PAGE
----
North of Elephant Butte to Socorro and in between
Mar 19, 2009
|After a day of enjoying our campsite and a great hike, Tuesday we headed north for some sight seeing. Our first stop was a rest area along Hwy 25. Signs indicated that there was an historical maker and there was a strange structure not too far from the rest area. The rest area talked about Fort Craig. This part of New Mexico is peppered with the remains and/or markers of the many forts that were built in the days of the indian conflicts.
The structure was not mentioned on any of the placards at the rest area. There was a road but we had to drive ahead a bit and backtrack to reach this little gravel road. Turns out this monolith looking structure is part of New Mexico's "Cultural Corriders Public Art Program" to celebrate the "El Camino Scenic Byway". This same road took us to the "El Camino International Heritage Center". This was not on the agenda but it sounded really interesting. Well the building was really interesting. It was 3 1/2 miles down this road and in the middle of nowhere and closed on Tuesday's...only Tuesday's. Darn.
Our next stop was Bosque del Apache National Wildlife Refuge. It has a small visitor's center and gift shop. An extensive cactus garden. It is also a wildlife training and research facility. At certain times of the year this area is home to thousands cranes, three different species of cranes, and a host of ducks and geese. This time of year is the season transition so all that was left was ducks. The photos and information in the center was very informative making us wish we had been in the area in January when all the birds were still living in the refuge ponds.
San Antonio was mentioned in the "places to see and do" for their "world famous Green Chili Burger" at the Owl Bar and Cafe. The cafe boasts they were the first to ever serve a green chili burger. Well, San Antonio is nothing to write home about. We were hungry and tried the burger. It was good but I would not go out of my way for it.
We needed gas so we stopped at this little place up the street from the cafe that was hard to tell if it was still an operating gas station. Everything in this area is "historical" (old and used) looking. In the little store I found this great placard hanging over the fudge and ice cream counter; "Life should NOT be a journey to the grave in an attractive and well preserved body, but rather to skid in sideways, chocolate in one hand, latte in the other, body thoroughly used up, totally worn out screaming "Woo Hoo, what a ride!" Now this is a motto to live by.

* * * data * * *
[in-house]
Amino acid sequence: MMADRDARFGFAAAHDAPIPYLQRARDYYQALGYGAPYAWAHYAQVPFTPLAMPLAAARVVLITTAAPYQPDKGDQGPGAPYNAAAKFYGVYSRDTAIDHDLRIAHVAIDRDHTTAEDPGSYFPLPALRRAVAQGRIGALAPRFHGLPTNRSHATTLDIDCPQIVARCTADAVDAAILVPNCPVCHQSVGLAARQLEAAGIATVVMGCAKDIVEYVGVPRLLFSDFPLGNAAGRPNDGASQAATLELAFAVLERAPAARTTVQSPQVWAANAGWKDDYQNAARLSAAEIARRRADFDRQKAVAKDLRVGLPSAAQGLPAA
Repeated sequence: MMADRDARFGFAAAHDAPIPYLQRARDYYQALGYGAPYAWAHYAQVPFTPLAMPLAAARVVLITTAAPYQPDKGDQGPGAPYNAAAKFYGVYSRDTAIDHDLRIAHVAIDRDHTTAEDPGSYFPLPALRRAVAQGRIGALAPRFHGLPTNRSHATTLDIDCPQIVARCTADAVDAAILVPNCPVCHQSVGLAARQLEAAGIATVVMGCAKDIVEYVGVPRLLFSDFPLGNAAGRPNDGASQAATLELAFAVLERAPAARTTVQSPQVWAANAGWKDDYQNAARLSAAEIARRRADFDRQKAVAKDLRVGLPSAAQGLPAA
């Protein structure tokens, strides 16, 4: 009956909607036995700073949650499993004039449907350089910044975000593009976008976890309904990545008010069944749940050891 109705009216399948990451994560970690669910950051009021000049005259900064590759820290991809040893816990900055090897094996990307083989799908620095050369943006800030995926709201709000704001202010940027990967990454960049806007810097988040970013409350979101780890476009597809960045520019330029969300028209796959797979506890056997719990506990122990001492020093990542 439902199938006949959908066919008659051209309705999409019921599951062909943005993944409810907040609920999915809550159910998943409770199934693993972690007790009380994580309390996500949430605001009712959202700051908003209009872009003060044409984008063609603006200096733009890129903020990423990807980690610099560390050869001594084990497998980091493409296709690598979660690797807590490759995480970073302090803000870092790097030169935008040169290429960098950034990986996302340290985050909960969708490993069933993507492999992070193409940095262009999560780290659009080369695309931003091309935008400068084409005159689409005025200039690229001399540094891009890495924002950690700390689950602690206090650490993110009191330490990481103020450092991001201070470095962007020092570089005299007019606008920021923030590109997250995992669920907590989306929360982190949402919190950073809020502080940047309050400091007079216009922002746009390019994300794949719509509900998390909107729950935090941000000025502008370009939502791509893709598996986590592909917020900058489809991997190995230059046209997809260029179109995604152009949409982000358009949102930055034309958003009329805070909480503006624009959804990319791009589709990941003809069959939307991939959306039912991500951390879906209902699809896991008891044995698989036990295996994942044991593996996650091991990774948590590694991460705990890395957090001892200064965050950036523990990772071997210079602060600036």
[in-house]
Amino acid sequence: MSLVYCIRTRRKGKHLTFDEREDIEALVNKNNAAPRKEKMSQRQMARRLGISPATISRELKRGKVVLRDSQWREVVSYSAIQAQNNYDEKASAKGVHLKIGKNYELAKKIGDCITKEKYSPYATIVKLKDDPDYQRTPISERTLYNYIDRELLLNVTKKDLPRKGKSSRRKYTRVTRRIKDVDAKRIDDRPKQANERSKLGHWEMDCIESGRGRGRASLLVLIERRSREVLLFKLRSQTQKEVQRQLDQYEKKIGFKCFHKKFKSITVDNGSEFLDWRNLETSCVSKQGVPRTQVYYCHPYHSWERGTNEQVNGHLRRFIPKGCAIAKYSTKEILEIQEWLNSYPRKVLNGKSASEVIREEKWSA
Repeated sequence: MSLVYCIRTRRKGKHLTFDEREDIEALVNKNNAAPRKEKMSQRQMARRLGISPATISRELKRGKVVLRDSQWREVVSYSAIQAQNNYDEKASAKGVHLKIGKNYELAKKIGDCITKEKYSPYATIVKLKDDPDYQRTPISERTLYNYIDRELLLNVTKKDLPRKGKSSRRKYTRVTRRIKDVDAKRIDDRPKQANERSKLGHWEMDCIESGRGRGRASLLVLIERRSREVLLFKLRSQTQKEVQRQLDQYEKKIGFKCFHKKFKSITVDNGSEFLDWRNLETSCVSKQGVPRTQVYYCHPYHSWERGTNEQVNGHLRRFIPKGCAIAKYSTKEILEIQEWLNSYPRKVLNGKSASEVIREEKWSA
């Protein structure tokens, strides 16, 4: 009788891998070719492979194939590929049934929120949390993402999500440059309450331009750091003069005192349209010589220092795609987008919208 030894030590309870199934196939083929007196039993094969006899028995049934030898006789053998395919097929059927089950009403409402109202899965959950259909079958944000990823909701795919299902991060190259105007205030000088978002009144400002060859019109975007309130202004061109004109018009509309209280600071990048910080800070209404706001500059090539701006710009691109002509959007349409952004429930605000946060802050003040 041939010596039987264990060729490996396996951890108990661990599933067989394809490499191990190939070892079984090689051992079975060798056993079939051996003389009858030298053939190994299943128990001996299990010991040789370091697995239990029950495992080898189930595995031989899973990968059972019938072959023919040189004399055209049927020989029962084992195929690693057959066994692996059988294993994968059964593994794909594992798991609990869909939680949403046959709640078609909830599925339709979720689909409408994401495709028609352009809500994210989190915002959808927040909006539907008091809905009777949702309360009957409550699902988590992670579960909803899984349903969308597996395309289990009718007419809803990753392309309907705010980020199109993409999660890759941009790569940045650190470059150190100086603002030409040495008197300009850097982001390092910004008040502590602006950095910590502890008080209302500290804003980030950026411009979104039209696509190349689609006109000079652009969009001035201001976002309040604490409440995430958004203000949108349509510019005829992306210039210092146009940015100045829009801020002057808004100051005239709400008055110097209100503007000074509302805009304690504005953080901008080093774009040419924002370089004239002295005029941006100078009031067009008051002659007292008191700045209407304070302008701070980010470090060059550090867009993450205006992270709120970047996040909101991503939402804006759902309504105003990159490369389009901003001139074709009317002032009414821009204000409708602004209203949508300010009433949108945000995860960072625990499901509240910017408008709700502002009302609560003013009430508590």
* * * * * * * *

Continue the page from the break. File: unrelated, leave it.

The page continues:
Our next stop was Socorro. We wanted to walk the old town and visit the Mineral Museum. Socorro was a lot bigger and more spread out than we expected. We drove the main drag from one end of town to the other looking for the "touristy" signs and found none. On our way back into town we stumbled into the New Mexico Tech which is where the Mineral Museum was located. New Mexico Tech is a really nice campus with the museum right in the middle.
The museum is a must see. It houses hundreds of mineral samples from all over the world. They are displayed beautifully. This building is a working and teaching building. There was no admission charge for all the amazing samples of all kinds of minerals, rocks and gems.
We headed back to town and found the old part of Socorro. The town was founded in 1598. It was a place that gave aid to the Spanish Expeditions traveling to colonize areas of New Mexico. The town was abandoned in 1680 and remained empty for many years. New settlers came and slowly rebuilt. Socorro was home to about 600 by th 1850's. The railroad, and becoming a center for mining, made the town boom in the 1880's and '90s.
The walking tour was OK. There were some really interesting buildings and some not so. One thing Socorro is trying to do is restore the buildings but use them for current businesses. Many are closed or empty. The restoration is going very slowly. It was nice a walk and added a lot to our needed number of steps walked for the day.
On the way home, we passed a convoy of trucks carrying all the pieces of a wind power structure. The individual blades are incredibly long. Our explorations today put nearly 200 miles on the bike. That's our preferred upper limit for a day's ride.